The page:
Masters Theses

Date of Award


Degree Type


Degree Name

Master of Science


Food Science and Technology

Major Professor

P. Michael Davidson

Committee Members

Jochen Weiss, David Golden


The objective of this study was to examine the relationship between physicochemical properties and antimicrobial activity of certain chemical compounds. Antimicrobial activity against Listeria monocytogenes and adsorption kinetics data were examined to determine if a correlation exists. For potassium sorbate, a commonly used antimicrobial, a relationship appears to exist between the pseudo-critical micellar concentration and the minimum inhibitory concentration. Lysozyme, a naturally occurring antimicrobial, was treated with ultrasound at various power levels and treatment times to examine the effects of sonication on both physicochemical properties and antimicrobial activity.

Ultrasound-treated lysozyme was found to give different adsorption kinetic data than native lysozyme, and variation between treatments was observed. Initially it was believed that three states of lysozyme were observed, native, partially denatured, and fully denatured. The partially denatured lysozyme had increased antimicrobial activity against L. monocytogenes, and the fully denatured lysozyme retained some of its antimicrobial activity. This contrasted previous work that reported that fully denatured lysozyme lost antimicrobial and enzymatic activity.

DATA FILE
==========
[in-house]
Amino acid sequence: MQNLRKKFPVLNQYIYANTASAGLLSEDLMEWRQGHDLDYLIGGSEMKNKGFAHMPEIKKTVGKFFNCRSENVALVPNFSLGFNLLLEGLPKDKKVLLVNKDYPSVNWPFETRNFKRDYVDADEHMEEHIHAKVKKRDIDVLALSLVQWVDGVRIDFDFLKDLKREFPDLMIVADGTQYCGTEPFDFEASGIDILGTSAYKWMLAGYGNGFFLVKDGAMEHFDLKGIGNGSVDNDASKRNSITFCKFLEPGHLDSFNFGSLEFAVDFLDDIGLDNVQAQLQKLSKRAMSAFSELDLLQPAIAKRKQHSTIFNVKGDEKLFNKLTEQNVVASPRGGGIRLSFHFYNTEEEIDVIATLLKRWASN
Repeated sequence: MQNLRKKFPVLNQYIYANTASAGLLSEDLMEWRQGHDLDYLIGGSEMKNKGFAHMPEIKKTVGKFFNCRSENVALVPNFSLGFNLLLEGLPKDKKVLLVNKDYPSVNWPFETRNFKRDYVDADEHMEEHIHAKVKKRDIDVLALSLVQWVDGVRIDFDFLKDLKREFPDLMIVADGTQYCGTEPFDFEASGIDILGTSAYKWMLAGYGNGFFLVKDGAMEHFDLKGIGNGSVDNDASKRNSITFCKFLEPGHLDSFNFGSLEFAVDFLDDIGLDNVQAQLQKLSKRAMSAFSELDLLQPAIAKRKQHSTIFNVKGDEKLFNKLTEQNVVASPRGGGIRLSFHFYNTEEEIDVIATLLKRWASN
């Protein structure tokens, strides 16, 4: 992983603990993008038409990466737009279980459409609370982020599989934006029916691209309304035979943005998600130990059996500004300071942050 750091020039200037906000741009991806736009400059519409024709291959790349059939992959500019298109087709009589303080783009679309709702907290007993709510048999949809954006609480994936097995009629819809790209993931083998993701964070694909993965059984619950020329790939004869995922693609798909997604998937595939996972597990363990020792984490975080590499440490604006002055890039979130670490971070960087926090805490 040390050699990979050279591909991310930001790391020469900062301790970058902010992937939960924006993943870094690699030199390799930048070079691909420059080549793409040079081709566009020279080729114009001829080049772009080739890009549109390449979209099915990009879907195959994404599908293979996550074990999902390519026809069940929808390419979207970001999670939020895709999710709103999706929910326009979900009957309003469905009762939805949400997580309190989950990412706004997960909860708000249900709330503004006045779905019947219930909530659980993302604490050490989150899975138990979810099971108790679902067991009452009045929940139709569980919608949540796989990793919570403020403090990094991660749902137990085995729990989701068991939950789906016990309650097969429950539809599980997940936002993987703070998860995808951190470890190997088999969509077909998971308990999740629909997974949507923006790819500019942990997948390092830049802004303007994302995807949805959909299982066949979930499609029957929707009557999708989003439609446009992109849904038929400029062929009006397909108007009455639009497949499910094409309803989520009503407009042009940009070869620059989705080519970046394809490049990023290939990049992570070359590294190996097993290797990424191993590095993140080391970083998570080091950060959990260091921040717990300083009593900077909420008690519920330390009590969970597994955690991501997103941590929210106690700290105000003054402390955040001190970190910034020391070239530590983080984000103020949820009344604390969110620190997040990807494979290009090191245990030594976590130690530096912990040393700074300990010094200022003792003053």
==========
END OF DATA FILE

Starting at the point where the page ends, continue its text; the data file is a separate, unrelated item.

Thermal analysis using differential scanning calorimetry was performed on native and ultrasound-treated lysozyme. Analysis showed that lysozyme that gave adsorption kinetic data indicating full denaturation was not actually completely unfolded. Thermal analysis of heat-treated lysozyme showed full denaturation, as did adsorption kinetics studies. It was concluded that ultrasound treatment of lysozyme resulted in different states of partial denaturation, rather than partial and full denaturation.

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